Over time, I have tried and found several methods that are helpful to pull me out of a rut. If you experience ruts too, whether as a working professional, a writer, a blogger, a student or other work, you will find these useful. Here are 12 of my personal tips to get out of ruts:

1. Work on the small tasks.

When you are in a rut, tackle it by starting small. Clear away your smaller tasks which have been piling up. Reply to your emails, organize your documents, declutter your work space, and reply to private messages.

Whenever I finish doing that, I generate a positive momentum which I bring forward to my work.

2. Take a break from your work desk.

Get yourself away from your desk and go take a walk. Go to the washroom, walk around the office, go out and get a snack.

Your mind is too bogged down and needs some airing. Sometimes I get new ideas right after I walk away from my computer.

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3. Upgrade yourself

Take the down time to upgrade yourself. Go to a seminar. Read up on new materials (#7). Pick up a new language. Or any of the 42 ways here to improve yourself.

The modern computer uses different typefaces because Steve Jobs dropped in on a calligraphy class back in college. How’s that for inspiration?

4. Talk to a friend.

Talk to someone and get your mind off work for a while.

Talk about anything, from casual chatting to a deep conversation about something you really care about. You will be surprised at how the short encounter can be rejuvenating in its own way.

5. Forget about trying to be perfect.

If you are in a rut, the last thing you want to do is step on your own toes with perfectionist tendencies.

Just start small. Do what you can, at your own pace. Let yourself make mistakes.

Soon, a little trickle of inspiration will come. And then it’ll build up with more trickles. Before you know it, you have a whole stream of ideas.

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6. Paint a vision to work towards.

If you are continuously getting in a rut with your work, maybe there’s no vision inspiring you to move forward.

Think about why you are doing this, and what you are doing it for. What is the end vision in mind?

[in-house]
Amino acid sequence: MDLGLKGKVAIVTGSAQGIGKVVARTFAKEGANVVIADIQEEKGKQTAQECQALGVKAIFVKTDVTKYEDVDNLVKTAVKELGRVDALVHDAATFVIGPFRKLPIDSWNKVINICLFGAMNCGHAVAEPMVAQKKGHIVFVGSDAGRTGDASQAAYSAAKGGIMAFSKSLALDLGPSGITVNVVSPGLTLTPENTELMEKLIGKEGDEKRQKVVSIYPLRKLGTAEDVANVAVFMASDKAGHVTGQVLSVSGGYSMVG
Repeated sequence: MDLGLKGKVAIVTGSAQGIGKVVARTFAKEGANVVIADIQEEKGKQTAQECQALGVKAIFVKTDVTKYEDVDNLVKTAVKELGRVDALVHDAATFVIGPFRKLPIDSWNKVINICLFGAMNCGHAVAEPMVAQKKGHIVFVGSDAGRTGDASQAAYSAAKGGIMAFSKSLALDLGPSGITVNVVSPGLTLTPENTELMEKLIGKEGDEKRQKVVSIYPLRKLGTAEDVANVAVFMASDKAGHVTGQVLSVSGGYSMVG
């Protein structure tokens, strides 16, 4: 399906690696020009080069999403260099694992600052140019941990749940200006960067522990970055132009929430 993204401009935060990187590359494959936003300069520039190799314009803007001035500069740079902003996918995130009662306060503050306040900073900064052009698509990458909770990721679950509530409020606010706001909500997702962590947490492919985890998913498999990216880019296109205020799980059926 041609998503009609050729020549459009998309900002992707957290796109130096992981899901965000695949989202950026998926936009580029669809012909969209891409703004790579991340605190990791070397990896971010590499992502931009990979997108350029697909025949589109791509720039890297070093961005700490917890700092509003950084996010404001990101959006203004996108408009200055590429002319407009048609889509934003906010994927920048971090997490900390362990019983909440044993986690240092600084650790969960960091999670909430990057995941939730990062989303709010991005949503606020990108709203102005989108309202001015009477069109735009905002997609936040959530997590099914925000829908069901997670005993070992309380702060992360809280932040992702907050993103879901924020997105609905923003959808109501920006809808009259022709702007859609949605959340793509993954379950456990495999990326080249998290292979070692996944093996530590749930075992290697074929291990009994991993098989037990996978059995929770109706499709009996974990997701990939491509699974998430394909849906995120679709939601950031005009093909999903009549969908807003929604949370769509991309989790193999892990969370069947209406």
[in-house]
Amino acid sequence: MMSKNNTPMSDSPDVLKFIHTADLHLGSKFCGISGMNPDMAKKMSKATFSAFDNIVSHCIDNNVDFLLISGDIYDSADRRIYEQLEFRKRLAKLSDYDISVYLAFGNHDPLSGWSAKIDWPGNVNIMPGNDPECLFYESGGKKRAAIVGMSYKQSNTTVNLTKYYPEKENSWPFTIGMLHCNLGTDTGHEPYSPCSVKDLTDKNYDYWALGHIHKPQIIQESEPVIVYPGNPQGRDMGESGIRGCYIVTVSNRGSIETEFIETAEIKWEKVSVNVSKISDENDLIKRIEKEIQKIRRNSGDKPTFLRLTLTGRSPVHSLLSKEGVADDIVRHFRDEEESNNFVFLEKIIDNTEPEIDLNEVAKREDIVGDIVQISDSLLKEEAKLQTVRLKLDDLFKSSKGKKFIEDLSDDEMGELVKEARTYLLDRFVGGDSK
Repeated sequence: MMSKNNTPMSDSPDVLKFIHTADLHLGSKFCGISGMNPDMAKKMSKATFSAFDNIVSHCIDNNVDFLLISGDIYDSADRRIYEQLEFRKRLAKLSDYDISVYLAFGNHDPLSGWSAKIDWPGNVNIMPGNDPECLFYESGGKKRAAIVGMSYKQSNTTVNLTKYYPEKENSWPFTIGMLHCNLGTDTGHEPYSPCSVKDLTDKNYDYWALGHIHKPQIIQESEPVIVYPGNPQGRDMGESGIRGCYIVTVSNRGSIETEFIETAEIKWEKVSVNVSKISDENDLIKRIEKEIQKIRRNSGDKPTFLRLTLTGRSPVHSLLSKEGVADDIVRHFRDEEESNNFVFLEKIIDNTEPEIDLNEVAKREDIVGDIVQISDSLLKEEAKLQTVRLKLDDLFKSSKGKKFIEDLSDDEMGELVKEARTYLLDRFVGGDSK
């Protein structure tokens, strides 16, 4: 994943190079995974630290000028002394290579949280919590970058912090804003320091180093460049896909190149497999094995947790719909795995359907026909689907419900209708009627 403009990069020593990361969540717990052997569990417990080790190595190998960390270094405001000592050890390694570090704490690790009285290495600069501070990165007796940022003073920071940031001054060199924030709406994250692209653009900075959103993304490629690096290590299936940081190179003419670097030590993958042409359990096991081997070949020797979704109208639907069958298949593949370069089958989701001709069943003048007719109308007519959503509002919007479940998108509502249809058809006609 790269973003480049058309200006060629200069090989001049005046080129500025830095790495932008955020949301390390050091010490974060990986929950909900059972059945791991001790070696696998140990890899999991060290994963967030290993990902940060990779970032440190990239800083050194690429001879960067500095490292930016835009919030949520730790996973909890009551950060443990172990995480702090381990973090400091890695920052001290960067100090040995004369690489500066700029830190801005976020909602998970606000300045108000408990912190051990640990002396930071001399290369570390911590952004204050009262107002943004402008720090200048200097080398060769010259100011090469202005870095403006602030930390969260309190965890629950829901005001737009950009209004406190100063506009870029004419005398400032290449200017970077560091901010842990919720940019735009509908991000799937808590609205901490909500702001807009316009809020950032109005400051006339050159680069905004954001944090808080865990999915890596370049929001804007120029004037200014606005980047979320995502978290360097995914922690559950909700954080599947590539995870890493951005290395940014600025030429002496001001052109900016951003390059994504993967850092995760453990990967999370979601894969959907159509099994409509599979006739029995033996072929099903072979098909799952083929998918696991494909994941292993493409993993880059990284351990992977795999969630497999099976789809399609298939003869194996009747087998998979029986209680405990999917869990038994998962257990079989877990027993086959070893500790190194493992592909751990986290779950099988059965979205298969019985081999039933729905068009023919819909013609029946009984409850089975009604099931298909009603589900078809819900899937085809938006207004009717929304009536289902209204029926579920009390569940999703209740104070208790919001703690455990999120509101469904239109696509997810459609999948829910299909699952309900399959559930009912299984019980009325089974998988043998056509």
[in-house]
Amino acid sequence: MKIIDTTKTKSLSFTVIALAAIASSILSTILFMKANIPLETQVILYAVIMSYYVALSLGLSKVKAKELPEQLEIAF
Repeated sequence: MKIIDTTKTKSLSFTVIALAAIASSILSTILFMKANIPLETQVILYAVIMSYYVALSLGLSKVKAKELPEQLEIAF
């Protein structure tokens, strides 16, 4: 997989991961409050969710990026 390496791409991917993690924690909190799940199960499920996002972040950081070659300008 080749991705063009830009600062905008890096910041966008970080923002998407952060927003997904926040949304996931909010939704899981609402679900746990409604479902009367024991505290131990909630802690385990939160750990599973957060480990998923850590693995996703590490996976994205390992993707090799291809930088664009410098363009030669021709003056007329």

Make it as vivid as possible. Make sure it’s a vision that inspires you and use that to trigger you to action.

7. Read a book (or blog).

The things we read are like food to our brain. If you are out of ideas, it’s time to feed your brain with great materials.

Here’s a list of 40 books you can start off with. Stock your browser with only the feeds of high quality blogs, such as Lifehack.org, DumbLittleMan, Seth Godin’s Blog, Tim Ferris’ Blog, Zen Habits or The Personal Excellence Blog.

Check out the best selling books; those are generally packed with great wisdom.

8. Have a quick nap.

If you are at home, take a quick nap for about 20-30 minutes. This clears up your mind and gives you a quick boost. Nothing quite like starting off on a fresh start after catching up on sleep.

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9. Remember why you are doing this.

Sometimes we lose sight of why we do what we do, and after a while we become jaded. A quick refresher on why you even started on this project will help.

What were you thinking when you thought of doing this? Retrace your thoughts back to that moment. Recall why you are doing this. Then reconnect with your muse.

10. Find some competition.

Nothing quite like healthy competition to spur us forward. If you are out of ideas, then check up on what people are doing in your space.

Colleagues at work, competitors in the industry, competitors’ products and websites, networking conventions.. you get the drill.

11. Go exercise.

Since you are not making headway at work, might as well spend the time shaping yourself up.

Sometimes we work so much that we neglect our health and fitness. Go jog, swim, cycle, whichever exercise you prefer.

As you improve your physical health, your mental health will improve, too. The different facets of ourselves are all interlinked.

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Here’re 15 Tips to Restart the Exercise Habit (and How to Keep It).

12. Take a good break.

Ruts are usually signs that you have been working too long and too hard. It’s time to get a break.

Beyond the quick tips above, arrange for a 1-day or 2-days of break from your work. Don’t check your (work) emails or do anything work-related. Relax and do your favorite activities. You will return to your work recharged and ready to start.

Contrary to popular belief, the world will not end from taking a break from your work. In fact, you will be much more ready to make an impact after proper rest. My best ideas and inspiration always hit me whenever I’m away from my work.

Take a look at this to learn the importance of rest: The Importance of Scheduling Downtime

More Resources About Getting out of a Rut

Featured photo credit: Joshua Earle via unsplash.com